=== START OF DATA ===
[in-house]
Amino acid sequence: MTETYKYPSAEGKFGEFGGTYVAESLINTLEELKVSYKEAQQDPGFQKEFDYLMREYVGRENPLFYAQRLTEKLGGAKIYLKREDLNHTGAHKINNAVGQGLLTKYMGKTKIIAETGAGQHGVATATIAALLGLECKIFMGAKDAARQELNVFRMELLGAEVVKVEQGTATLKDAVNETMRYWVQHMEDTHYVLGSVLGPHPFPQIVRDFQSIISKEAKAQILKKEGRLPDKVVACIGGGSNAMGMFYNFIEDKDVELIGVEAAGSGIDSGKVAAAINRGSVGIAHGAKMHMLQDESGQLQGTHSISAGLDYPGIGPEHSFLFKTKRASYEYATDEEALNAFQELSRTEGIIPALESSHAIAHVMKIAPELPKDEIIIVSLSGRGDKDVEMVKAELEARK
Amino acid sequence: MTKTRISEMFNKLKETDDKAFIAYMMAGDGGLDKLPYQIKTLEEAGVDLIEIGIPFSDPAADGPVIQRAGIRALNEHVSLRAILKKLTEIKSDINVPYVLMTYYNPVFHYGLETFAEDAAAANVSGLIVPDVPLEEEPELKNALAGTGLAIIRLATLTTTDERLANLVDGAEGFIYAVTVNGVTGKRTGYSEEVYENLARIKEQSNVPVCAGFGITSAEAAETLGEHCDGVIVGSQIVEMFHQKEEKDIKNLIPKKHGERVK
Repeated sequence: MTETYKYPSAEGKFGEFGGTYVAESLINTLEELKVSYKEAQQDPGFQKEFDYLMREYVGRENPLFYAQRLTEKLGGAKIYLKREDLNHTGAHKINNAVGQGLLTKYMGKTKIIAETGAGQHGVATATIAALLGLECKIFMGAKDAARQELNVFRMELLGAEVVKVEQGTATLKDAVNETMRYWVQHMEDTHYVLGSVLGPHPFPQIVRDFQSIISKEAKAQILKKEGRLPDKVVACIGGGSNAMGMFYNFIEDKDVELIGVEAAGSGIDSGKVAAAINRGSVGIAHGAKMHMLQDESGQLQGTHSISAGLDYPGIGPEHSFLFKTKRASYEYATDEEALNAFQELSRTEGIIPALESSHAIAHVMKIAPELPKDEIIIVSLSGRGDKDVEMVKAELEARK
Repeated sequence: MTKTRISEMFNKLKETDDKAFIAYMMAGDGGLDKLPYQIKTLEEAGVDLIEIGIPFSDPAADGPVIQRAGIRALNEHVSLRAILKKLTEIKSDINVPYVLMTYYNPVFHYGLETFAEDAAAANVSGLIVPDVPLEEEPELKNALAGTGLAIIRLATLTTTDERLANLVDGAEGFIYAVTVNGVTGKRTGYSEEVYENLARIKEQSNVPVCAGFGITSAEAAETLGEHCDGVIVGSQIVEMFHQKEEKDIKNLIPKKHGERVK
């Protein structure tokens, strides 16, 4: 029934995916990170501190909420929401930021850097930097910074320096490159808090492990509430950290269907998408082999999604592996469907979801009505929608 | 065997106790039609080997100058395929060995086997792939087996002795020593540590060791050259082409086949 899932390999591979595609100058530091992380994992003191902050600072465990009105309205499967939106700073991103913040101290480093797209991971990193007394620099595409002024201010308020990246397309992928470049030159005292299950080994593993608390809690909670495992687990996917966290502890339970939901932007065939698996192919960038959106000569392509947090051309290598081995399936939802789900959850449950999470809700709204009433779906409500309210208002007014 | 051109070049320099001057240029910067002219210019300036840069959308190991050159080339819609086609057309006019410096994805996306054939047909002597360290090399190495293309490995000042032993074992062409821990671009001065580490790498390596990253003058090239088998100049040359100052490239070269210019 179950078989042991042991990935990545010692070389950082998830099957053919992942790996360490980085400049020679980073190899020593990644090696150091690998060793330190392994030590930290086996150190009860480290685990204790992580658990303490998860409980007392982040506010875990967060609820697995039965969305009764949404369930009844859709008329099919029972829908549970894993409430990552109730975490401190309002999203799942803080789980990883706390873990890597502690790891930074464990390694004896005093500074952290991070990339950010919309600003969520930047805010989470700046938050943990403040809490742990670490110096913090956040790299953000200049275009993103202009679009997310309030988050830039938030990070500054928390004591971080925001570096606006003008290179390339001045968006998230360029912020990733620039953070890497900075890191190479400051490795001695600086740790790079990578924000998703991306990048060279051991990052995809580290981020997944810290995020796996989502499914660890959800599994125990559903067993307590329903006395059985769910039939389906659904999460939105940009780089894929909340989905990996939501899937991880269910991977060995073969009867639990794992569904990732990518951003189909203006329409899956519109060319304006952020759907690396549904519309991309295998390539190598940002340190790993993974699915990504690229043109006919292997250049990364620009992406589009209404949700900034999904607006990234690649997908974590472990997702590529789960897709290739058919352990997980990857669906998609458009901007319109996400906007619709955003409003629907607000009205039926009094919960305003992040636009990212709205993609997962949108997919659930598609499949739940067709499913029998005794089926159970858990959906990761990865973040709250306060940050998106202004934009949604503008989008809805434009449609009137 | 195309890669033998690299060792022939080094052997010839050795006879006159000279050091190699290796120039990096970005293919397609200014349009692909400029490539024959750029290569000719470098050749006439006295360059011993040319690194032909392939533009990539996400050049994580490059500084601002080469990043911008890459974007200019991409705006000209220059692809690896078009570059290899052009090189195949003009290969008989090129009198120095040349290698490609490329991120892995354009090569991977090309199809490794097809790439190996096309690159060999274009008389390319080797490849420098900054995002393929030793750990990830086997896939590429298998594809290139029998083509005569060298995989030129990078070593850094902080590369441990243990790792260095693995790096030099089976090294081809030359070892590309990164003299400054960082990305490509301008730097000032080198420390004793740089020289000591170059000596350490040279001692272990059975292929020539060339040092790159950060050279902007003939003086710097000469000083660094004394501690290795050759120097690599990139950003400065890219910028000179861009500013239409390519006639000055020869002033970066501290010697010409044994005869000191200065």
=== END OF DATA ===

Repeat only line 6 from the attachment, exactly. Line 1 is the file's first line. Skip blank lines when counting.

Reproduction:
């Protein structure tokens, strides 16, 4: 029934995916990170501190909420929401930021850097930097910074320096490159808090492990509430950290269907998408082999999604592996469907979801009505929608 | 065997106790039609080997100058395929060995086997792939087996002795020593540590060791050259082409086949 899932390999591979595609100058530091992380994992003191902050600072465990009105309205499967939106700073991103913040101290480093797209991971990193007394620099595409002024201010308020990246397309992928470049030159005292299950080994593993608390809690909670495992687990996917966290502890339970939901932007065939698996192919960038959106000569392509947090051309290598081995399936939802789900959850449950999470809700709204009433779906409500309210208002007014 | 051109070049320099001057240029910067002219210019300036840069959308190991050159080339819609086609057309006019410096994805996306054939047909002597360290090399190495293309490995000042032993074992062409821990671009001065580490790498390596990253003058090239088998100049040359100052490239070269210019 179950078989042991042991990935990545010692070389950082998830099957053919992942790996360490980085400049020679980073190899020593990644090696150091690998060793330190392994030590930290086996150190009860480290685990204790992580658990303490998860409980007392982040506010875990967060609820697995039965969305009764949404369930009844859709008329099919029972829908549970894993409430990552109730975490401190309002999203799942803080789980990883706390873990890597502690790891930074464990390694004896005093500074952290991070990339950010919309600003969520930047805010989470700046938050943990403040809490742990670490110096913090956040790299953000200049275009993103202009679009997310309030988050830039938030990070500054928390004591971080925001570096606006003008290179390339001045968006998230360029912020990733620039953070890497900075890191190479400051490795001695600086740790790079990578924000998703991306990048060279051991990052995809580290981020997944810290995020796996989502499914660890959800599994125990559903067993307590329903006395059985769910039939389906659904999460939105940009780089894929909340989905990996939501899937991880269910991977060995073969009867639990794992569904990732990518951003189909203006329409899956519109060319304006952020759907690396549904519309991309295998390539190598940002340190790993993974699915990504690229043109006919292997250049990364620009992406589009209404949700900034999904607006990234690649997908974590472990997702590529789960897709290739058919352990997980990857669906998609458009901007319109996400906007619709955003409003629907607000009205039926009094919960305003992040636009990212709205993609997962949108997919659930598609499949739940067709499913029998005794089926159970858990959906990761990865973040709250306060940050998106202004934009949604503008989008809805434009449609009137 | 195309890669033998690299060792022939080094052997010839050795006879006159000279050091190699290796120039990096970005293919397609200014349009692909400029490539024959750029290569000719470098050749006439006295360059011993040319690194032909392939533009990539996400050049994580490059500084601002080469990043911008890459974007200019991409705006000209220059692809690896078009570059290899052009090189195949003009290969008989090129009198120095040349290698490609490329991120892995354009090569991977090309199809490794097809790439190996096309690159060999274009008389390319080797490849420098900054995002393929030793750990990830086997896939590429298998594809290139029998083509005569060298995989030129990078070593850094902080590369441990243990790792260095693995790096030099089976090294081809030359070892590309990164003299400054960082990305490509301008730097000032080198420390004793740089020289000591170059000596350490040279001692272990059975292929020539060339040092790159950060050279902007003939003086710097000469000083660094004394501690290795050759120097690599990139950003400065890219910028000179861009500013239409390519006639000055020869002033970066501290010697010409044994005869000191200065």